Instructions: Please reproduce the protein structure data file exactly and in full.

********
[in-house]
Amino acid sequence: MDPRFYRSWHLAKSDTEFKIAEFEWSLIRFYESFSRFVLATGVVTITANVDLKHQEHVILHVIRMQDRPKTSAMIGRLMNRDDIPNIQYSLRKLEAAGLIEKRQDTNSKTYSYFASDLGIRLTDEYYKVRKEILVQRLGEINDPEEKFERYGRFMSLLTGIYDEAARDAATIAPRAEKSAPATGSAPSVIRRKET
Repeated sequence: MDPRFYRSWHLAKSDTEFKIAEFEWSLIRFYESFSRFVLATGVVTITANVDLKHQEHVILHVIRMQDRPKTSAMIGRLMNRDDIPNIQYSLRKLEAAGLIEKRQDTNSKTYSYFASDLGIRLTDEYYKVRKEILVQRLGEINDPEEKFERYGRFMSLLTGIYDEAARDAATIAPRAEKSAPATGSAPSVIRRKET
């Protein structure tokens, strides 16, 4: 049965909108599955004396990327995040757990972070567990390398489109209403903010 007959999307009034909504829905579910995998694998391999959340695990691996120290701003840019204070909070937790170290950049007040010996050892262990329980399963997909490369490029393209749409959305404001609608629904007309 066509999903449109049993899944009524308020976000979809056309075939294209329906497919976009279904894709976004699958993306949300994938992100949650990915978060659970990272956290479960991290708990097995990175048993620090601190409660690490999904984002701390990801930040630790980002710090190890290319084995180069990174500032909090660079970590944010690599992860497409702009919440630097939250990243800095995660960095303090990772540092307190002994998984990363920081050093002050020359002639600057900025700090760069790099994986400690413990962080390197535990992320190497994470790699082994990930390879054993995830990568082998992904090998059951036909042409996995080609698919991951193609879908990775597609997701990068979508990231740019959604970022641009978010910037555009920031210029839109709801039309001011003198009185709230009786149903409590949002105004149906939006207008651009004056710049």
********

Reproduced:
[in-house]
Amino acid sequence: MDPRFYRSWHLAKSDTEFKIAEFEWSLIRFYESFSRFVLATGVVTITANVDLKHQEHVILHVIRMQDRPKTSAMIGRLMNRDDIPNIQYSLRKLEAAGLIEKRQDTNSKTYSYFASDLGIRLTDEYYKVRKEILVQRLGEINDPEEKFERYGRFMSLLTGIYDEAARDAATIAPRAEKSAPATGSAPSVIRRKET
Repeated sequence: MDPRFYRSWHLAKSDTEFKIAEFEWSLIRFYESFSRFVLATGVVTITANVDLKHQEHVILHVIRMQDRPKTSAMIGRLMNRDDIPNIQYSLRKLEAAGLIEKRQDTNSKTYSYFASDLGIRLTDEYYKVRKEILVQRLGEINDPEEKFERYGRFMSLLTGIYDEAARDAATIAPRAEKSAPATGSAPSVIRRKET
């Protein structure tokens, strides 16, 4: 049965909108599955004396990327995040757990972070567990390398489109209403903010 007959999307009034909504829905579910995998694998391999959340695990691996120290701003840019204070909070937790170290950049007040010996050892262990329980399963997909490369490029393209749409959305404001609608629904007309 066509999903449109049993899944009524308020976000979809056309075939294209329906497919976009279904894709976004699958993306949300994938992100949650990915978060659970990272956290479960991290708990097995990175048993620090601190409660690490999904984002701390990801930040630790980002710090190890290319084995180069990174500032909090660079970590944010690599992860497409702009919440630097939250990243800095995660960095303090990772540092307190002994998984990363920081050093002050020359002639600057900025700090760069790099994986400690413990962080390197535990992320190497994470790699082994990930390879054993995830990568082998992904090998059951036909042409996995080609698919991951193609879908990775597609997701990068979508990231740019959604970022641009978010910037555009920031210029839109709801039309001011003198009185709230009786149903409590949002105004149906939006207008651009004056710049």